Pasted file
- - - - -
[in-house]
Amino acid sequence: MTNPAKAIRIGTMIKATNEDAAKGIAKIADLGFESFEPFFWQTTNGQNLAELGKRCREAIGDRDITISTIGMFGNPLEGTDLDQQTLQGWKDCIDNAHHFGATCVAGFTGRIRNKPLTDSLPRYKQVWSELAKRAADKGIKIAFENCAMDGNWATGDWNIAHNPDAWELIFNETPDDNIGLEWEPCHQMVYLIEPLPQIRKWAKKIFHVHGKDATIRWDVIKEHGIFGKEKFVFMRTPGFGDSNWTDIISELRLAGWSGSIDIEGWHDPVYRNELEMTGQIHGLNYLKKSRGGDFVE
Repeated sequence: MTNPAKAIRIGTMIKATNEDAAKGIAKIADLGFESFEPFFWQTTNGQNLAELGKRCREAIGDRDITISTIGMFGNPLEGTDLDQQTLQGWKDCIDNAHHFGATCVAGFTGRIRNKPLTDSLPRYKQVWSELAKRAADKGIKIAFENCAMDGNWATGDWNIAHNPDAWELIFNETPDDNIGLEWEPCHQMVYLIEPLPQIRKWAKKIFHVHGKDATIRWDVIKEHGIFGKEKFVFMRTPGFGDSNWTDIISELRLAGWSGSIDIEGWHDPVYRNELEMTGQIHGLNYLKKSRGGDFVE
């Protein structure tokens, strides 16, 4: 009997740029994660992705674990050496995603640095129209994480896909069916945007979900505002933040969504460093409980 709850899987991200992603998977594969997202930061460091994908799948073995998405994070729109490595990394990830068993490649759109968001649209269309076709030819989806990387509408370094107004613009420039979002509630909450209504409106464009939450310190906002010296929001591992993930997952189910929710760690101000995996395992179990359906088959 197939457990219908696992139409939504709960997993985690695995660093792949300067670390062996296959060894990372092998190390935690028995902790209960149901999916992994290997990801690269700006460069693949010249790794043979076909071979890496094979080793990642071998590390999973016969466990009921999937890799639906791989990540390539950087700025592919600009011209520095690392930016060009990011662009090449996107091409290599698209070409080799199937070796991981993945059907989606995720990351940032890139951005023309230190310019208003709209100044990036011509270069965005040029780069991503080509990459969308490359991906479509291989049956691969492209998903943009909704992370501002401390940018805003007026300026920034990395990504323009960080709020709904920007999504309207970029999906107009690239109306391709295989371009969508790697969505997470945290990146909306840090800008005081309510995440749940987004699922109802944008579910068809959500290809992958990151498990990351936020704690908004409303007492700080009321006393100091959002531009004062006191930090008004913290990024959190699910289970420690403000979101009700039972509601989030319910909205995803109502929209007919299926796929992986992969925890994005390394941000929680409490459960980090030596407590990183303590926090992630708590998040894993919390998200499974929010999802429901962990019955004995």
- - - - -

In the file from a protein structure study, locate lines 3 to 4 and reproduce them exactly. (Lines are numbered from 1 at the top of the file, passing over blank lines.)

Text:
Repeated sequence: MTNPAKAIRIGTMIKATNEDAAKGIAKIADLGFESFEPFFWQTTNGQNLAELGKRCREAIGDRDITISTIGMFGNPLEGTDLDQQTLQGWKDCIDNAHHFGATCVAGFTGRIRNKPLTDSLPRYKQVWSELAKRAADKGIKIAFENCAMDGNWATGDWNIAHNPDAWELIFNETPDDNIGLEWEPCHQMVYLIEPLPQIRKWAKKIFHVHGKDATIRWDVIKEHGIFGKEKFVFMRTPGFGDSNWTDIISELRLAGWSGSIDIEGWHDPVYRNELEMTGQIHGLNYLKKSRGGDFVE
């Protein structure tokens, strides 16, 4: 009997740029994660992705674990050496995603640095129209994480896909069916945007979900505002933040969504460093409980 709850899987991200992603998977594969997202930061460091994908799948073995998405994070729109490595990394990830068993490649759109968001649209269309076709030819989806990387509408370094107004613009420039979002509630909450209504409106464009939450310190906002010296929001591992993930997952189910929710760690101000995996395992179990359906088959 197939457990219908696992139409939504709960997993985690695995660093792949300067670390062996296959060894990372092998190390935690028995902790209960149901999916992994290997990801690269700006460069693949010249790794043979076909071979890496094979080793990642071998590390999973016969466990009921999937890799639906791989990540390539950087700025592919600009011209520095690392930016060009990011662009090449996107091409290599698209070409080799199937070796991981993945059907989606995720990351940032890139951005023309230190310019208003709209100044990036011509270069965005040029780069991503080509990459969308490359991906479509291989049956691969492209998903943009909704992370501002401390940018805003007026300026920034990395990504323009960080709020709904920007999504309207970029999906107009690239109306391709295989371009969508790697969505997470945290990146909306840090800008005081309510995440749940987004699922109802944008579910068809959500290809992958990151498990990351936020704690908004409303007492700080009321006393100091959002531009004062006191930090008004913290990024959190699910289970420690403000979101009700039972509601989030319910909205995803109502929209007919299926796929992986992969925890994005390394941000929680409490459960980090030596407590990183303590926090992630708590998040894993919390998200499974929010999802429901962990019955004995």